Amanda Thomas Casey

Thomas' Legion
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Picture a North Carolina Slave
Slave.jpg
(Slave Photo)

Photograph is courtesy Victoria Casey McDonald 

 
Amanda Thomas Casey was born into slavery to a woman named Martha, who is thought to have been one of the first slaves of Cherokee Chief William Holland Thomas. Photo is courtesy Victoria Casey McDonald from her book, “A Pictorial History: The African-Americans of Jackson County." In addition, you may try searching for Victoria Casey McDonald's publications in the Amazon search box located at the bottom of this page.

 

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Recommended Reading: A Black Woman's Civil War Memoirs: Reminiscences of My Life in Camp With the 33rd U.S. Colored Troops, Late 1st South Carolina Volunteers. Description: Taylor was born a slave, gained her freedom early in the Civil War, and served as a nurse for the first black regiment of the Union Army. Her disappointing, fairly random recollections cover her flight to freedom in 1862, her regiment's expeditions along the Southeastern coast, the end of the war and, briefly, Reconstruction. The author does not demonstrate a capacity for observation and reflection or the descriptive skills necessary to bring her experiences to life for the reader. Of such a momentous occasion as the first time she heard the Emancipation Proclamation, her most significant comment is: "It was a glorious day for us all, and we enjoyed every minute of it." Continued below...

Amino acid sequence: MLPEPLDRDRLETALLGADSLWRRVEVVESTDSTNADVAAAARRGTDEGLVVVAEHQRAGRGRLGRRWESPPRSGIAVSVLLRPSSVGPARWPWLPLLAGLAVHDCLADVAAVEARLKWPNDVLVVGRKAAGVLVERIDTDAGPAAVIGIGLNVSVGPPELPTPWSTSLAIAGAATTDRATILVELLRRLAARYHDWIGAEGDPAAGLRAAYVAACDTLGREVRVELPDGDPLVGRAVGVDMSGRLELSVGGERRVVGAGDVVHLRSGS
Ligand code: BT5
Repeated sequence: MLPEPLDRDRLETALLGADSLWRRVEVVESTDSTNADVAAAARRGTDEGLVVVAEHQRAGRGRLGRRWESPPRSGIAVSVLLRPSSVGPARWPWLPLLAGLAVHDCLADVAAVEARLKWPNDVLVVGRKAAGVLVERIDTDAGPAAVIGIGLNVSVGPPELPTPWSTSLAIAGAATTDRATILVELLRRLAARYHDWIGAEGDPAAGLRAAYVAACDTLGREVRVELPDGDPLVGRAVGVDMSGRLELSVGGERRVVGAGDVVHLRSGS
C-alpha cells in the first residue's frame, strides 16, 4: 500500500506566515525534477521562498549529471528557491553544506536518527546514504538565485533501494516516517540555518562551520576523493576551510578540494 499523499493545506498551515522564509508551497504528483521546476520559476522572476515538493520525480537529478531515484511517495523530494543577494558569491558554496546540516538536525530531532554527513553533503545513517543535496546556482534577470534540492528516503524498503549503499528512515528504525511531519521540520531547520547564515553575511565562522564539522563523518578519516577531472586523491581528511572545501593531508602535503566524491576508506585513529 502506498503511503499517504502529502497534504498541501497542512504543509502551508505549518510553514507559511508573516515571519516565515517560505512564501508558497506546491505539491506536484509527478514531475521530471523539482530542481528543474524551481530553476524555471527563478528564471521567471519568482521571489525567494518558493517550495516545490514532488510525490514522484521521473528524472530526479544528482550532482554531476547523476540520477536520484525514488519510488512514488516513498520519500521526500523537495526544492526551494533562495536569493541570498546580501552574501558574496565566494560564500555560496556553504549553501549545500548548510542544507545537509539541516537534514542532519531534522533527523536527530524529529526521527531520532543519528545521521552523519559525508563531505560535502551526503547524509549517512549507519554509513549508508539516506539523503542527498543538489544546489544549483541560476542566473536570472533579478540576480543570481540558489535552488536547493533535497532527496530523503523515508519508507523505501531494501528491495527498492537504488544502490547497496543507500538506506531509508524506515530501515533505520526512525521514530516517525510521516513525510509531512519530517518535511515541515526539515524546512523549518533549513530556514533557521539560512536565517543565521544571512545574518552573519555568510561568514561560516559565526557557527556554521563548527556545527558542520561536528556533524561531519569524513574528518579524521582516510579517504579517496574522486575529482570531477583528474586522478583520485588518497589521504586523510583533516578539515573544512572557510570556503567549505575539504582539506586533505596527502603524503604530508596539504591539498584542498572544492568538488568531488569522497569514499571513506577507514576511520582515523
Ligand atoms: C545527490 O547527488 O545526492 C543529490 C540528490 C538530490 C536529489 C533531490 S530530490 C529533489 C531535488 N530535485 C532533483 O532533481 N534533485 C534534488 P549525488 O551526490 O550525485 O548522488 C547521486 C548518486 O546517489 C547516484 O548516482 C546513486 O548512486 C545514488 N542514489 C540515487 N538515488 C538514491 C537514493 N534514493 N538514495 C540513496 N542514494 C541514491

She also makes little mention of her personal life, including her two marriages and the death of a son. In her reflections on the condition of blacks in 1902, the year the memoirs were originally privately published, Taylor's writing is at its strongest and most vivid as she decries the betrayal of the freedom and equality blacks and whites had fought for in the Civil War. Included here are excellent, illuminating footnotes by Romero, a research fellow at Johns Hopkins University. Containing historical facts and analysis and quotes from other Civil War memoirs, they supply not only the historical context, but also some of the human drama that Taylor's offering lacks. Publishers Weekly, Copyright 1988 Reed Business Information, Inc.
 
Recommended Reading: Black Profiles in Courage: A Legacy of African-American Achievement. Description: With all the flair of his last-second game-winning sky hooks, Kareem Abdul-Jabbar delivers a well-written and important collection highlighting the lives of America's greatest black heroes. Taking his title cue from John Kennedy's Profiles in Courage, Abdul-Jabbar brings to life the exploits of a wide variety of African Americans, including Estevanico, a Moorish slave who discovered Arizona and New Mexico; Cinque, a kidnapped African slave who led a mutiny aboard the slave ship Amistad and later won his freedom in the U.S.; and Harriet Tubman, who brought hundreds of slaves to freedom on the Underground Railroad. Continued below...

In a time when the media beams negative images of African Americans around the world, Black Profiles in Courage is indispensable for young adults of other races as well as African-American youth, showing that attributes like courage are not coded by color. For those young blacks who feel distant from America because of racism, books like this are a small but potent antidote against prejudice, reminding them of the important contributions African Americans have made to their country.